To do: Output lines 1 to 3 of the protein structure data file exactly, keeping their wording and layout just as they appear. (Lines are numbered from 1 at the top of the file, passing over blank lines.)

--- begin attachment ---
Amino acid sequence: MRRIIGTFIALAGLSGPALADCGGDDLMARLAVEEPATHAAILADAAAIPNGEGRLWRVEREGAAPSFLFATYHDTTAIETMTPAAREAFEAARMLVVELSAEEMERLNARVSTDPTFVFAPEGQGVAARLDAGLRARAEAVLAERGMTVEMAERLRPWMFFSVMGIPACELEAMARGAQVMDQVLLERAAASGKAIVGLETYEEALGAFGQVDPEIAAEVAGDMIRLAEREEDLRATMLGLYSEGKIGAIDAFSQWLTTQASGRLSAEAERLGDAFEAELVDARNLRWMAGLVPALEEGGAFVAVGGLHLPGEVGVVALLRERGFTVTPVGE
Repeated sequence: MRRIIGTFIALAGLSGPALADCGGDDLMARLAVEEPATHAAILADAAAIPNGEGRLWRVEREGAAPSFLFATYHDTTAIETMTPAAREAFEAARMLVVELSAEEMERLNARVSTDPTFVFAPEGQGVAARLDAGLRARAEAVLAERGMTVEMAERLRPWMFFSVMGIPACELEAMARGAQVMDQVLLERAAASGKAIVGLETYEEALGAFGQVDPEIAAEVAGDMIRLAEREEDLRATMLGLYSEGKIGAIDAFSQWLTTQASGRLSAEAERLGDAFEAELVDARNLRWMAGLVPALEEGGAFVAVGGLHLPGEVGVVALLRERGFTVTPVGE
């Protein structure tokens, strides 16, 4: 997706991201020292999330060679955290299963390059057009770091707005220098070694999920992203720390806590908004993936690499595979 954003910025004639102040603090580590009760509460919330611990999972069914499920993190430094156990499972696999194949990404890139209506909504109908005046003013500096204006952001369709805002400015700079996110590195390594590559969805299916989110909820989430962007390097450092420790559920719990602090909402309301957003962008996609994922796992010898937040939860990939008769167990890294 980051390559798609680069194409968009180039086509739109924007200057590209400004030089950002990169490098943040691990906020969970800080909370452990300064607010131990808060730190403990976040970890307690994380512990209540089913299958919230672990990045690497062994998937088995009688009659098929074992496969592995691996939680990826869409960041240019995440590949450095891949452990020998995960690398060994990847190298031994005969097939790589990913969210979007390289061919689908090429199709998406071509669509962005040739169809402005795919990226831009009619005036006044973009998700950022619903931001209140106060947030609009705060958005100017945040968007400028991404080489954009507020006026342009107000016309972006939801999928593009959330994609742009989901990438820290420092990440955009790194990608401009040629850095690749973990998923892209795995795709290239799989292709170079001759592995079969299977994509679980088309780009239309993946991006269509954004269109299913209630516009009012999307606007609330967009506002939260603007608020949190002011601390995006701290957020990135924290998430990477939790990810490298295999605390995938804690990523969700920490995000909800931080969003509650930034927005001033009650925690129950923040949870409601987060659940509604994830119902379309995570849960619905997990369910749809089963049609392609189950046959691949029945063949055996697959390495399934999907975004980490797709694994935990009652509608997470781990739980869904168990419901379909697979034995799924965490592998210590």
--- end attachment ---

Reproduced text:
Amino acid sequence: MRRIIGTFIALAGLSGPALADCGGDDLMARLAVEEPATHAAILADAAAIPNGEGRLWRVEREGAAPSFLFATYHDTTAIETMTPAAREAFEAARMLVVELSAEEMERLNARVSTDPTFVFAPEGQGVAARLDAGLRARAEAVLAERGMTVEMAERLRPWMFFSVMGIPACELEAMARGAQVMDQVLLERAAASGKAIVGLETYEEALGAFGQVDPEIAAEVAGDMIRLAEREEDLRATMLGLYSEGKIGAIDAFSQWLTTQASGRLSAEAERLGDAFEAELVDARNLRWMAGLVPALEEGGAFVAVGGLHLPGEVGVVALLRERGFTVTPVGE
Repeated sequence: MRRIIGTFIALAGLSGPALADCGGDDLMARLAVEEPATHAAILADAAAIPNGEGRLWRVEREGAAPSFLFATYHDTTAIETMTPAAREAFEAARMLVVELSAEEMERLNARVSTDPTFVFAPEGQGVAARLDAGLRARAEAVLAERGMTVEMAERLRPWMFFSVMGIPACELEAMARGAQVMDQVLLERAAASGKAIVGLETYEEALGAFGQVDPEIAAEVAGDMIRLAEREEDLRATMLGLYSEGKIGAIDAFSQWLTTQASGRLSAEAERLGDAFEAELVDARNLRWMAGLVPALEEGGAFVAVGGLHLPGEVGVVALLRERGFTVTPVGE
């Protein structure tokens, strides 16, 4: 997706991201020292999330060679955290299963390059057009770091707005220098070694999920992203720390806590908004993936690499595979 954003910025004639102040603090580590009760509460919330611990999972069914499920993190430094156990499972696999194949990404890139209506909504109908005046003013500096204006952001369709805002400015700079996110590195390594590559969805299916989110909820989430962007390097450092420790559920719990602090909402309301957003962008996609994922796992010898937040939860990939008769167990890294 980051390559798609680069194409968009180039086509739109924007200057590209400004030089950002990169490098943040691990906020969970800080909370452990300064607010131990808060730190403990976040970890307690994380512990209540089913299958919230672990990045690497062994998937088995009688009659098929074992496969592995691996939680990826869409960041240019995440590949450095891949452990020998995960690398060994990847190298031994005969097939790589990913969210979007390289061919689908090429199709998406071509669509962005040739169809402005795919990226831009009619005036006044973009998700950022619903931001209140106060947030609009705060958005100017945040968007400028991404080489954009507020006026342009107000016309972006939801999928593009959330994609742009989901990438820290420092990440955009790194990608401009040629850095690749973990998923892209795995795709290239799989292709170079001759592995079969299977994509679980088309780009239309993946991006269509954004269109299913209630516009009012999307606007609330967009506002939260603007608020949190002011601390995006701290957020990135924290998430990477939790990810490298295999605390995938804690990523969700920490995000909800931080969003509650930034927005001033009650925690129950923040949870409601987060659940509604994830119902379309995570849960619905997990369910749809089963049609392609189950046959691949029945063949055996697959390495399934999907975004980490797709694994935990009652509608997470781990739980869904168990419901379909697979034995799924965490592998210590």